Recent experiments suggested that the role of FANCM is more complex than previously appreciated. An ATPase-inactivating mutation supports mono-ubiquitination, but not crosslinker resistance, arguing that FANCM acts in the FA pathway both upstream and downstream of FANCD2-I ubiquitination (129a, 158a). Finally, unlike other FA proteins, FANCM is also involved in supressing sister chromatid exchanges (detailed below), showing that it has broader functions, outside the FA pathway.

FANCD2 and FANCI: the substrates for ubiquitination

FANCD2 is mutated in 5% of FA patients, and together with FANCI (even less common among FA patients) forms a dynamic complex that moves in and out of the chromatin, depending on the status of its posttranslational modifications (48, 97, 130). The two proteins are similar in size and domain structure, and they are monoubiquitinated by FANCL at K561 and K523, respectively. Monoubiquitination is considered the essential step in FA activation. Other roles of the core complex, outside of FANCD2-I ubiquitination, cannot be excluded. Indeed, a FANCD2 K561R-ubiquitin fusion can complement the phenotypes of FANCD2 knockout DT40 cells (suggesting that the position of the ubiquitin is not important), but cannot complement core complex deficient cells (89).

Whereas FANCD2 ubiquitination is indispensable for the DNA repair process, FANCI ubiquitination is not essential, although it may enhance repair (69). Instead, as discussed below, FANCI provides a major regulatory mechanism of the pathway, through its ataxia telangiectasia and Rad3 related (ATR)-dependent phosphorylation. FANCI phosphorylation might be required for its localization to chromatin, independently of core complex activity. Consistent with this notion, deletion of FANCI in DT40 cells ablates FANCD2 ubiquitination, but this is restored upon complementing the cells with a FANCI ubiquitination site point mutant, arguing that features of FANCI other than its ubiquitination site are essential for FA activation (69).

Ubiquitination of FANCD2-I leads to its localization to chromatin foci. These foci are considered to be DNA repair structures because they contain repair factors such as Rad51, BRCA1, BRCA2, NBS1, PCNA, or γH2AX (14, 48, 68, 99, 139, 148). The mechanisms that mediate these transitions, as well as the function of ubiquitinated FANCD2-I in these foci, are currently unknown. FANCD2 and FANCI contain poorly characterized ARM repeats (a protein-protein interaction motif) and acidic EDGE domains (130), but the relevance of these regions is also not known. An EDGE domain mutant of FANCD2 is normally ubiquitinated and localizes to DNA repair foci, but does not support crosslink repair, suggesting that this region is involved in the repair process downstream or independent of the ubiquitination step. The C-terminal EDGE domain has been proposed to be a binding site for an (unidentified) protein in the pathway (97).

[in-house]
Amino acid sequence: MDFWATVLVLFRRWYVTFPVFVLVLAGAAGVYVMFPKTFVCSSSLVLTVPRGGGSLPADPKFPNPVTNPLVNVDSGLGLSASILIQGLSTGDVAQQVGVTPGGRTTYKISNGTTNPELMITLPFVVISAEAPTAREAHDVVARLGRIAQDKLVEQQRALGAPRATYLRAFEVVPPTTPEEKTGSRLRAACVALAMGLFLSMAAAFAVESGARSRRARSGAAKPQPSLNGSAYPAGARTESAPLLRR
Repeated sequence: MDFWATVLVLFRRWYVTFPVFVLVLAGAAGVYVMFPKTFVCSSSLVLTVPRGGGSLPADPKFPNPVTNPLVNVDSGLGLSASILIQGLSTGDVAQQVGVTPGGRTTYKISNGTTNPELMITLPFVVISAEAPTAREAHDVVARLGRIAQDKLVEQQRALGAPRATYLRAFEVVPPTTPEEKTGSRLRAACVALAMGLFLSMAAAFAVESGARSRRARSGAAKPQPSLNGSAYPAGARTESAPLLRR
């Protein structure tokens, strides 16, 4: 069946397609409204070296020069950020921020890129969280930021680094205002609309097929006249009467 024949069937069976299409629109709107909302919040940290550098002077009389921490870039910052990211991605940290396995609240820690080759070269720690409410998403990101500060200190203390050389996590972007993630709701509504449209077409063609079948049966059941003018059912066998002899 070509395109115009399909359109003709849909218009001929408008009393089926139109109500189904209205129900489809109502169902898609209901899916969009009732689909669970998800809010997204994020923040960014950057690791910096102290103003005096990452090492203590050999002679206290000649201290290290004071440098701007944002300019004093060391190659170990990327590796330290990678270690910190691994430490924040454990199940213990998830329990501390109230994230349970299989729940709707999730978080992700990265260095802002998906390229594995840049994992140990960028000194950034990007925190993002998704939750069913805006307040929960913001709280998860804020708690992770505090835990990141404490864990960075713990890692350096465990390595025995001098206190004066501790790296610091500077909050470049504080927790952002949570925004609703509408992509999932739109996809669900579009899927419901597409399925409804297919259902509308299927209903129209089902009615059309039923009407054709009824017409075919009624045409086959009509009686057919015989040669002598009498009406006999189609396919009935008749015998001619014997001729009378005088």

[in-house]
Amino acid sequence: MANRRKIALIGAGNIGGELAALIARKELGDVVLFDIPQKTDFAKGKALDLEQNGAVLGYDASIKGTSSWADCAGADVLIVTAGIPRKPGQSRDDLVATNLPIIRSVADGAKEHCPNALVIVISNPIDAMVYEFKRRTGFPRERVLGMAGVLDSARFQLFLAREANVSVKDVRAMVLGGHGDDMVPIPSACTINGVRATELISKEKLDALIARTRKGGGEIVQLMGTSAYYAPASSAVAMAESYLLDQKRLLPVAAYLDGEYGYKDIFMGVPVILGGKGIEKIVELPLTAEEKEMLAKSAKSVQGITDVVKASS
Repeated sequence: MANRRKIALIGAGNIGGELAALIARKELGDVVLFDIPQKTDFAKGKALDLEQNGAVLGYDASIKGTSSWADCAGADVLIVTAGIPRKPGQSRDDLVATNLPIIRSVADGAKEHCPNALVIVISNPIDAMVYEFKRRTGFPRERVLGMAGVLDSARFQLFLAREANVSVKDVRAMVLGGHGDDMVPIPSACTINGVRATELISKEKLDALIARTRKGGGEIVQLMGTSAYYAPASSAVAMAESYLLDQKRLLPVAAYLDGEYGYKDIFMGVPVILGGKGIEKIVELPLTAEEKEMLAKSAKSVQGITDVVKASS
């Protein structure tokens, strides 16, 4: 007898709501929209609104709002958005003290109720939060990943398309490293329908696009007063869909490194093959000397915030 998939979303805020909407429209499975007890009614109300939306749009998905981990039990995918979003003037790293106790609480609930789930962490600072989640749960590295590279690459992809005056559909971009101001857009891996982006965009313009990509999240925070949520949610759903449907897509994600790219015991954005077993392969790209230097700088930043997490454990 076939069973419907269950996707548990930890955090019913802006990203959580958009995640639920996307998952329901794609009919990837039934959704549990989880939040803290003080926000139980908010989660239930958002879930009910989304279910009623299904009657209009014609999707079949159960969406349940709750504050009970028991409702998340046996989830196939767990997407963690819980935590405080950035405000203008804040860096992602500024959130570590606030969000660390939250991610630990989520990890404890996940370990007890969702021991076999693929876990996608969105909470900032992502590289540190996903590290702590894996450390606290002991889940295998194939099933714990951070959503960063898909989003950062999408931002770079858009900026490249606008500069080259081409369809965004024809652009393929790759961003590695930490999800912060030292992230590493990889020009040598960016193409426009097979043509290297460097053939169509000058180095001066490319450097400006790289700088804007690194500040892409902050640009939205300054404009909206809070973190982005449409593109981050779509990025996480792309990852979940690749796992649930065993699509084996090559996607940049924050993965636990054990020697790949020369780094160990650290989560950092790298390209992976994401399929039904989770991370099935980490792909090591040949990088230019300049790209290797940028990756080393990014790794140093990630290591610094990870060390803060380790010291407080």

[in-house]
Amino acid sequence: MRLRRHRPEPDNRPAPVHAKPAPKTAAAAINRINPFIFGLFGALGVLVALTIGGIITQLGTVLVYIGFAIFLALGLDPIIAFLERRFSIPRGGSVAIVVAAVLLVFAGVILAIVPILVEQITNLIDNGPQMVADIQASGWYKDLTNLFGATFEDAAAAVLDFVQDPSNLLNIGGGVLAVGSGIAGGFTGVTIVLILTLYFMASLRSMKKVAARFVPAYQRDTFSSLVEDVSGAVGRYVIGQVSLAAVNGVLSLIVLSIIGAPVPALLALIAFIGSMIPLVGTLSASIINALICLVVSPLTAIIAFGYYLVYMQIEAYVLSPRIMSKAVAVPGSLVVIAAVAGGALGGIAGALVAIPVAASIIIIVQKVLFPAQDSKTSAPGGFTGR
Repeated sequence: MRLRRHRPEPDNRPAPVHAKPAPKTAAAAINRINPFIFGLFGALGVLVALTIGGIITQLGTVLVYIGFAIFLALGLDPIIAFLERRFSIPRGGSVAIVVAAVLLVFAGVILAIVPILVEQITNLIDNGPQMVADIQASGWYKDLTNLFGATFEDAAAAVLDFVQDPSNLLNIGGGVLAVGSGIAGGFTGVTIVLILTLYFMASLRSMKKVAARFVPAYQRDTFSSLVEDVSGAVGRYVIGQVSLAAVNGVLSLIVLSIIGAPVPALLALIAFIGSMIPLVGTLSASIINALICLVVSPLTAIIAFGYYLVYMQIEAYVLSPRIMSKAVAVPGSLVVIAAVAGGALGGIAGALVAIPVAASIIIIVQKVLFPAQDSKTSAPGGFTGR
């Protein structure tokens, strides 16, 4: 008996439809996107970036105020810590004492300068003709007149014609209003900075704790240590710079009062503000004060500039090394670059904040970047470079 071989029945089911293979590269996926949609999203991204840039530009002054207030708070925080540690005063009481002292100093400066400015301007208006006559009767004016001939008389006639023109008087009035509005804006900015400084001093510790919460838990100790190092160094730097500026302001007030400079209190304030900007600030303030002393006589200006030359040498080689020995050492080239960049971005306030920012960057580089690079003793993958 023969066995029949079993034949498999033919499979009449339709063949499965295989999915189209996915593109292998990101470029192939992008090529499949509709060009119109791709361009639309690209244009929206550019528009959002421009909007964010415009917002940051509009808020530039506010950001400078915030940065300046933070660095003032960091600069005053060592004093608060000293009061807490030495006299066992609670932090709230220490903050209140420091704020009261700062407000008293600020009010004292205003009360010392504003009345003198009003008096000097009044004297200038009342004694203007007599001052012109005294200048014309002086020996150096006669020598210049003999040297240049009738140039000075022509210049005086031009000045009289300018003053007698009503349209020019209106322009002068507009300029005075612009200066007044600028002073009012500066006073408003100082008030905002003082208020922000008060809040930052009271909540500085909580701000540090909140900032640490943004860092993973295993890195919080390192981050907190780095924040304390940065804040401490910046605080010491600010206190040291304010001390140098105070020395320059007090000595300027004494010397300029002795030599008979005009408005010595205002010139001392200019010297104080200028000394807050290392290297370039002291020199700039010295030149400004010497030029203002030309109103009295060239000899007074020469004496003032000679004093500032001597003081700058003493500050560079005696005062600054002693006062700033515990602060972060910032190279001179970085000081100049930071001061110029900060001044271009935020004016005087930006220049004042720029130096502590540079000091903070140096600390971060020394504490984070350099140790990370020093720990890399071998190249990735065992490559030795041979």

FANCD1, FANCJ, and FANCN: The Downstream Factors

Members of this group are not required for FANCD2-I ubiquitination, and appear to function downstream in the repair process, or even independently, in a parallel pathway. FANCJ, also known as BRIP1 or BACH1, is the second helicase in the FA pathway (156). FANCJ interacts with the BRCT domains of BRCA1 (18) and localizes to DNA repair structures containing BRCA2 and RPA (56, 80). The function of FANCJ in crosslink repair is not known, but its 5′ to 3′ helicase activity is likely used to remodel DNA structures, thus facilitating or activating repair (17). Alternatively, given that FANCJ can unwind D-loop structures in vitro (55), it may be involved in resolving Rad51 nucleofilaments to finish the HR reaction.